The most common rheumatologic condition in children is juvenile rheumatoid arthritis (JRA). About one third of children can be treated effectively with nonsteroidal antiinflammatory drugs (NSAIDs). However, more than one half require more aggressive therapy. The second-line drug of choice has been methotrexate. Although effective, it requires close monitoring, and side effects increase with dosage increases. Etanercept is a novel, genetically developed agent that has proved effective for treating rheumatoid arthritis in adults. This drug selectively inhibits the activity of tumor necrosis factor, an inflammatory cytokine that is believed to play a role in the pathogenesis of rheumatoid arthritis. Lovell and colleagues performed a randomized, double-blind trial of etanercept in the treatment of polyarticular JRA.
Children enrolled in the trial were between four and 17 years of age and had active polyarticular JRA. Active disease was defined as having five or more swollen joints and three or more with pain, tenderness or decreased range of motion. Treatment with NSAIDs or methotrexate had failed in all of the children before entering the study.
The patients were initially given subcutaneous injections of etanercept twice a week for up to three months as the first part of the trial. After three months, the children that improved (based on a core set of six defined variables) were randomized to continue etanercept therapy or to receive twice-weekly injections of placebo. The second phase of the trial lasted four months. Regular clinical and serologic assessments were maintained throughout the study, and all children were evaluated for adverse effects from the drug. The primary end point of the study was the number of patients who had a flare of JRA.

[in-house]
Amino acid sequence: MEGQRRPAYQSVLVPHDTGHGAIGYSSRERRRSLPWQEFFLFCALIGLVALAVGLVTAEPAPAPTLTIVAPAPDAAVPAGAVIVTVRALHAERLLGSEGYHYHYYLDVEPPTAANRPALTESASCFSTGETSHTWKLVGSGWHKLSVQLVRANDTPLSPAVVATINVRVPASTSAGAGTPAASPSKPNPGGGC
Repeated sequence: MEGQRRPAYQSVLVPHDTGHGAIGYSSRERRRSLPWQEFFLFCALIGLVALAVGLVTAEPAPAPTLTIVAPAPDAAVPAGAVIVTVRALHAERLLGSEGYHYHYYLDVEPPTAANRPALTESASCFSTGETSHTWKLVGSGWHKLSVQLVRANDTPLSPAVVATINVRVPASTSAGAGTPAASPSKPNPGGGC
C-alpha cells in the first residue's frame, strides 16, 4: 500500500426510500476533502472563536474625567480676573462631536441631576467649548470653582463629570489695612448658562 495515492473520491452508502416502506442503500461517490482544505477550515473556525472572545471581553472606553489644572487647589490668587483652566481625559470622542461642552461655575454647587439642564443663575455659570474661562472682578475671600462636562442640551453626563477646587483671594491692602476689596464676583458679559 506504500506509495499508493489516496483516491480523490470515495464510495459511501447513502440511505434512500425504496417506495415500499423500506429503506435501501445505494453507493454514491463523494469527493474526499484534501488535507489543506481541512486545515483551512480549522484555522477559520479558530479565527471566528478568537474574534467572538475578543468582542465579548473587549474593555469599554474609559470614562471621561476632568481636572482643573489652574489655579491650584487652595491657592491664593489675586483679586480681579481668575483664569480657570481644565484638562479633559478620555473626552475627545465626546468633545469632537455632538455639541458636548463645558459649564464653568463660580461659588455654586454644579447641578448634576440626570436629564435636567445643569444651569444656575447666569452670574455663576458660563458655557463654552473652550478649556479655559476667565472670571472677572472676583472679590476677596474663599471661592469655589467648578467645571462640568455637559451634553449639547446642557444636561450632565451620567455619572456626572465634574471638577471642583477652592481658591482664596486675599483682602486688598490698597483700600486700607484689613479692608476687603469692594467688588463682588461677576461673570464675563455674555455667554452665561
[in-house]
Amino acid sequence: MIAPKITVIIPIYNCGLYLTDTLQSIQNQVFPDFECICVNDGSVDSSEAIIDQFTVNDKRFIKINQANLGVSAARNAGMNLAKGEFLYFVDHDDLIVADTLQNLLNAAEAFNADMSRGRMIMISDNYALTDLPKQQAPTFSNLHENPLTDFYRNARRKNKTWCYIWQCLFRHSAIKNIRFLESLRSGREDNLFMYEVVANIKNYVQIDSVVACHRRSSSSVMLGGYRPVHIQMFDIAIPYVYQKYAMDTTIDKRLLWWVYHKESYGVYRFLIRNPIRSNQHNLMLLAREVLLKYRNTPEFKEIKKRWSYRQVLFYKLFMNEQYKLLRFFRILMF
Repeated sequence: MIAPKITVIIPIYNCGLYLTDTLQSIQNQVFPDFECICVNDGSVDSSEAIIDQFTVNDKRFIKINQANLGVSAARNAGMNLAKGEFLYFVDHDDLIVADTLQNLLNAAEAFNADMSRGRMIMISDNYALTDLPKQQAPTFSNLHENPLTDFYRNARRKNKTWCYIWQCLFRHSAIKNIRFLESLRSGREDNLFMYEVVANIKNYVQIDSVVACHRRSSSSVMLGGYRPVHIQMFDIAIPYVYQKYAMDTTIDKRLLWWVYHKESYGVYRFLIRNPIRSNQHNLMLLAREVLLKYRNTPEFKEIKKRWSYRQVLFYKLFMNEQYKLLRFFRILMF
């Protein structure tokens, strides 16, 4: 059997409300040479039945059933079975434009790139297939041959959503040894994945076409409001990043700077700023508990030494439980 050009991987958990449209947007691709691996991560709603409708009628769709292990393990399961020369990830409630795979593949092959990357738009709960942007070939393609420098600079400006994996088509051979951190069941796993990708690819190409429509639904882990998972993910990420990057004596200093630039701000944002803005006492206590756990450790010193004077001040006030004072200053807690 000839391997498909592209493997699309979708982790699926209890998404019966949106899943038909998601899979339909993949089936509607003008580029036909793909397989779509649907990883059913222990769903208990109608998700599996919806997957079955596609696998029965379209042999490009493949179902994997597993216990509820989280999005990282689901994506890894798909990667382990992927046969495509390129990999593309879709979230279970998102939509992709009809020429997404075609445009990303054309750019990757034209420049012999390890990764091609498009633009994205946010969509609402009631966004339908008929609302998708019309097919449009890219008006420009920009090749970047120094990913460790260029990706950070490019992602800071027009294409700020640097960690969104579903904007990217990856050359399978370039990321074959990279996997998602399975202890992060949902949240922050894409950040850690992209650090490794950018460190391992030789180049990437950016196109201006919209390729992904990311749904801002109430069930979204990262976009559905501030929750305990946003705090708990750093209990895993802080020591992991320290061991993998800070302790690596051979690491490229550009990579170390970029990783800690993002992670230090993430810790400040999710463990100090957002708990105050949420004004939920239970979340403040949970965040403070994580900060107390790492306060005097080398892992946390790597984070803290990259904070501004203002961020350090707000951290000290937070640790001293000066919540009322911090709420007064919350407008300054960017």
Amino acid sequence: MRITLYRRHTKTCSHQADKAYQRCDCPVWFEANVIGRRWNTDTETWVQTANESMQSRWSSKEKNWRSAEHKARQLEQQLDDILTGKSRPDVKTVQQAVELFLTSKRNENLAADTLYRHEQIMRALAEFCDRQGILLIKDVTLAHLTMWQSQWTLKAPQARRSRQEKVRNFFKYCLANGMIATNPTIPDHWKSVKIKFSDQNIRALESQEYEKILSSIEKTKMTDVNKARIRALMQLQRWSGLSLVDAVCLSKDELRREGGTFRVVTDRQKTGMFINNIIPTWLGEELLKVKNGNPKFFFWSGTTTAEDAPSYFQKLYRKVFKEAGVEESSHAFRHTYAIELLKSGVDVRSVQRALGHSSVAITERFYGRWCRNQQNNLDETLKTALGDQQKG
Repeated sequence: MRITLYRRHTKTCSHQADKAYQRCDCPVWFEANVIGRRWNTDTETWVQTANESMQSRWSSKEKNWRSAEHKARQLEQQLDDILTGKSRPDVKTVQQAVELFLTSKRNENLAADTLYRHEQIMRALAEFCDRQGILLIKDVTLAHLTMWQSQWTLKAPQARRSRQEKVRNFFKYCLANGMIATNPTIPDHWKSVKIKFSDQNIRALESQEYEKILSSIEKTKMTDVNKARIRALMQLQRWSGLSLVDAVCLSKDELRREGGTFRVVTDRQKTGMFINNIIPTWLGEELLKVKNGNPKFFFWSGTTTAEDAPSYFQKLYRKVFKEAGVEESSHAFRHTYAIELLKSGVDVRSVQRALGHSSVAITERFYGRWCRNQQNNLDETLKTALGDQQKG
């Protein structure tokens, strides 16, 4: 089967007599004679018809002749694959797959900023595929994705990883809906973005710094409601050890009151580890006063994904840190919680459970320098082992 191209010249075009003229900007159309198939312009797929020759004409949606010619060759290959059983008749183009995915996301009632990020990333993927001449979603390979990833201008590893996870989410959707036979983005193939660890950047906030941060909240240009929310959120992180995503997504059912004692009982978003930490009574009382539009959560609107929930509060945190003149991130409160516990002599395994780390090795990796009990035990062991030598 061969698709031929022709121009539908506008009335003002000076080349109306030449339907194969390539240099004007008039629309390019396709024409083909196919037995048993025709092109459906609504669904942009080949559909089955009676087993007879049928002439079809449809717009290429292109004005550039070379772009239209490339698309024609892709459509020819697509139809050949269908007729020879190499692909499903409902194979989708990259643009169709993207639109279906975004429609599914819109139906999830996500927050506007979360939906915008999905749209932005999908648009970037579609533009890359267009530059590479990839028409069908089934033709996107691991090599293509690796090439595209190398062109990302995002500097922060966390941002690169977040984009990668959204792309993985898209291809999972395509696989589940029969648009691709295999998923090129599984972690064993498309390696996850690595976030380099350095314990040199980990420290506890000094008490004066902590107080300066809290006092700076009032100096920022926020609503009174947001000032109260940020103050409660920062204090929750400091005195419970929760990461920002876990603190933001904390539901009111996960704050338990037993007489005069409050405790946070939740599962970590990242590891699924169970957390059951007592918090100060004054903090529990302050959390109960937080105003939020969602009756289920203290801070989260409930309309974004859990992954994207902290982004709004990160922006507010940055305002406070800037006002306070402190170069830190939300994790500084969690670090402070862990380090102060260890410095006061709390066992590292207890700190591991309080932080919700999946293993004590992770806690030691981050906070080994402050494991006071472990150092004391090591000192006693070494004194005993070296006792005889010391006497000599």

Sixty-nine children were enrolled in the open-label study, and 51 (74 percent) had an acceptable response and were randomized into the double-blind phase of the study. The average age of the children was 10.5 years. In the double-blind study, seven of 25 children who received etanercept had disease flare compared with 21 of 26 who were given placebo. The median time to flare of JRA was 28 days in the placebo group and 116 days in the children maintained on the study drug. After seven months, 80 percent of the etanercept group and 35 percent of the placebo group met the study criteria for improvement. Significant declines in erythrocyte sedimentation rates, C-reactive protein level, white cell counts and platelet counts were noted in children who received etanercept.
With regard to the safety of etanercept, one child had an urticarial reaction and two children were hospitalized for serious adverse events (depression and gastroenteritis–influenza syndrome). In the open-label study, the most common events were injection site reactions, upper respiratory infections and headache. There were no deaths in either arm of the trial. Fifty-nine of the eligible children continued taking the drug as part of an open-label, extended treatment study.
The authors conclude from this study that etanercept is a safe and effective option for the treatment of children with polyarticular juvenile rheumatoid arthritis.